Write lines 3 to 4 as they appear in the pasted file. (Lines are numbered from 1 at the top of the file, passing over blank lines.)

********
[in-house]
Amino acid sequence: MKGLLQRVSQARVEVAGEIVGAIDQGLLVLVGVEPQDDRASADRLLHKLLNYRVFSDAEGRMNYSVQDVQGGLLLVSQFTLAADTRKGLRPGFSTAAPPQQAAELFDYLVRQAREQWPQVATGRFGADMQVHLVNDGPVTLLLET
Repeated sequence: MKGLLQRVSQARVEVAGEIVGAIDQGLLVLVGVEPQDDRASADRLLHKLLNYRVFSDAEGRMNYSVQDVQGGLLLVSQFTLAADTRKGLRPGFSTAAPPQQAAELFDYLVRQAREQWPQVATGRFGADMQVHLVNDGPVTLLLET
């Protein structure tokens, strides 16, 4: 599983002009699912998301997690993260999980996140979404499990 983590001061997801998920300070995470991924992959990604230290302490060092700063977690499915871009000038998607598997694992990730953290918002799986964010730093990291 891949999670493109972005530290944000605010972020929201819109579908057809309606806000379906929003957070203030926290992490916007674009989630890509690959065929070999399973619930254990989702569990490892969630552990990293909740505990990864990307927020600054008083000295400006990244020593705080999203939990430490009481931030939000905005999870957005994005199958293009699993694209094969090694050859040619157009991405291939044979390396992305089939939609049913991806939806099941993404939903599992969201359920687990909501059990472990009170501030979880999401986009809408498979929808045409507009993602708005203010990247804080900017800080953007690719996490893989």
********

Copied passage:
Repeated sequence: MKGLLQRVSQARVEVAGEIVGAIDQGLLVLVGVEPQDDRASADRLLHKLLNYRVFSDAEGRMNYSVQDVQGGLLLVSQFTLAADTRKGLRPGFSTAAPPQQAAELFDYLVRQAREQWPQVATGRFGADMQVHLVNDGPVTLLLET
């Protein structure tokens, strides 16, 4: 599983002009699912998301997690993260999980996140979404499990 983590001061997801998920300070995470991924992959990604230290302490060092700063977690499915871009000038998607598997694992990730953290918002799986964010730093990291 891949999670493109972005530290944000605010972020929201819109579908057809309606806000379906929003957070203030926290992490916007674009989630890509690959065929070999399973619930254990989702569990490892969630552990990293909740505990990864990307927020600054008083000295400006990244020593705080999203939990430490009481931030939000905005999870957005994005199958293009699993694209094969090694050859040619157009991405291939044979390396992305089939939609049913991806939806099941993404939903599992969201359920687990909501059990472990009170501030979880999401986009809408498979929808045409507009993602708005203010990247804080900017800080953007690719996490893989």